A photo of Emily.

Interview with Josh Branson

How did you first become interested in accessibility?

I used to live next door to the Exeter Deaf Academy, which led to an interest in sign language. Three years later I began an MA in Audiovisual Translation at the University of Roehampton, during which time I finally got around to completing my BSL level one. Gradually the two areas came together and I started taking a greater interest in media accessibility, particularly the more creative approaches to making audiovisual content accessible.

What surprised you most in your work practice?

Generally speaking, I think it is the initial lack of consideration that filmmakers give to accessibility, coupled with their enthusiasm for engaging in the process of making their films accessible once they understand what is at stake.

Are there any restrictions or boundaries you (have to) abide by?

One of the biggest challenges has been reining in the project. Initially, I set out to work with several film directors and to carry out a reception study with sensory-impaired viewers. Thanks to the advice of several peers, I realised my original plan was somewhat over-ambitious given the time constraints.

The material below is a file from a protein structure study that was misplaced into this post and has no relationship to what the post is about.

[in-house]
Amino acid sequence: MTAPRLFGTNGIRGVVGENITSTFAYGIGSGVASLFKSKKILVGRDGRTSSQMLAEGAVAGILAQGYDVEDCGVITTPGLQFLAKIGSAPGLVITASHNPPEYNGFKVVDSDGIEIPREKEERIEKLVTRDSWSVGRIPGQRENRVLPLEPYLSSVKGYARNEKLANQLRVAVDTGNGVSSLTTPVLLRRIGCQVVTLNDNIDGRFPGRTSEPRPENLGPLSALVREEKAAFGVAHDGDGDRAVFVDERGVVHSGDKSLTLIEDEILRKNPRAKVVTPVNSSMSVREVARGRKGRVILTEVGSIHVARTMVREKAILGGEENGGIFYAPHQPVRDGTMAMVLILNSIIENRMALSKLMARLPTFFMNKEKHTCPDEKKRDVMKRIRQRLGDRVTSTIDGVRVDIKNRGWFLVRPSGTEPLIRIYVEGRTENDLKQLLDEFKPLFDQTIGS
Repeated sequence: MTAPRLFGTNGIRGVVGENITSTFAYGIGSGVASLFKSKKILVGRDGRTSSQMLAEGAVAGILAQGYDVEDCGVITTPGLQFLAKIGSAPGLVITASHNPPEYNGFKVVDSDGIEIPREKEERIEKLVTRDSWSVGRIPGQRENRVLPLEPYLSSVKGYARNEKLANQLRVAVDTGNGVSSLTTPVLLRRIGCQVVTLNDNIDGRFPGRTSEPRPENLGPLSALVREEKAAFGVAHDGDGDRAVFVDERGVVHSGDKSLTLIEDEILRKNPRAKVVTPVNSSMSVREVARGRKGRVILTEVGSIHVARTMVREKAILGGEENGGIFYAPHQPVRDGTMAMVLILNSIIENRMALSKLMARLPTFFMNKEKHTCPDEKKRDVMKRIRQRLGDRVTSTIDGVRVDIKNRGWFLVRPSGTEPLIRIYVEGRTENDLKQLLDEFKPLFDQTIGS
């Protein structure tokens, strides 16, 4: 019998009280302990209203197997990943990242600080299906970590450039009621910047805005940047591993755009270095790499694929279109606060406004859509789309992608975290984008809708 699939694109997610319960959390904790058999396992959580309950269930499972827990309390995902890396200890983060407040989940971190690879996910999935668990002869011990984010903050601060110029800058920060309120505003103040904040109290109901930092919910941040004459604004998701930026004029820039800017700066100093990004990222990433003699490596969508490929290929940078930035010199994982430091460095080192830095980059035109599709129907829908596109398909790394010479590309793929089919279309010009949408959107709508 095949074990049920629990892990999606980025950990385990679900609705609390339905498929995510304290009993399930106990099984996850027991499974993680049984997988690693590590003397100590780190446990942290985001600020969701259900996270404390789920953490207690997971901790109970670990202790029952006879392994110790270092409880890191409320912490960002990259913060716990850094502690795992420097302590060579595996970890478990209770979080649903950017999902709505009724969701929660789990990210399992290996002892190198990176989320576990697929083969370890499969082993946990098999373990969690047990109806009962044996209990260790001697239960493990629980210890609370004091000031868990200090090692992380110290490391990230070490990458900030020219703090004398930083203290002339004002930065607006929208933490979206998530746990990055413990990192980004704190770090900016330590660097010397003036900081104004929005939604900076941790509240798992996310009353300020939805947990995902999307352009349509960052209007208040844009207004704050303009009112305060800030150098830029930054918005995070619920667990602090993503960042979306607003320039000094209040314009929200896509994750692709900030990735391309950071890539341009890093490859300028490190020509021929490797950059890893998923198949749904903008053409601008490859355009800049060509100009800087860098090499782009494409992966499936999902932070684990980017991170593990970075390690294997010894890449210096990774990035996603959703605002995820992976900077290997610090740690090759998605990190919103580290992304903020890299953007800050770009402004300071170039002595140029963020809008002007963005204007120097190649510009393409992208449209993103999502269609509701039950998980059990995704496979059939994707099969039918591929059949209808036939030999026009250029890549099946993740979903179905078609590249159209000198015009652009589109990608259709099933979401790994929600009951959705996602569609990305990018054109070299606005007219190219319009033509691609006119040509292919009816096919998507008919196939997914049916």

What do you hope to achieve through your work?

I hope to explore and bridge the gap between the people creating audiovisual content (filmmakers) and those making it accessible (subtitlers, audio describers). Ultimately I would like to see AVT and accessibility become an integral part of the filmmaking process, rather than simply an afterthought considered during the distribution phase.

Can you tell us a little bit about your forthcoming projects (related to accessibility)?

Next year I am planning to start a PhD under the supervision of Dr. Pablo Romero-Fresco at the University of Vigo in Spain, where I would like to extend my current study, working on multiple film productions as a director of accessibility. The scope of this project will be much broader, integrating accessibility into the process during the pre-production stage, as well as incorporating inter-lingual subtitling and (potentially) BSL.

I will also be working as a director of accessibility on an Italian short film (Acquario) by Lorenzo Puntoni, which is being shot in Puglia in September. My intention is to then write an academic paper that documents and analyses the process.

Josh also took part in our conference in 2017.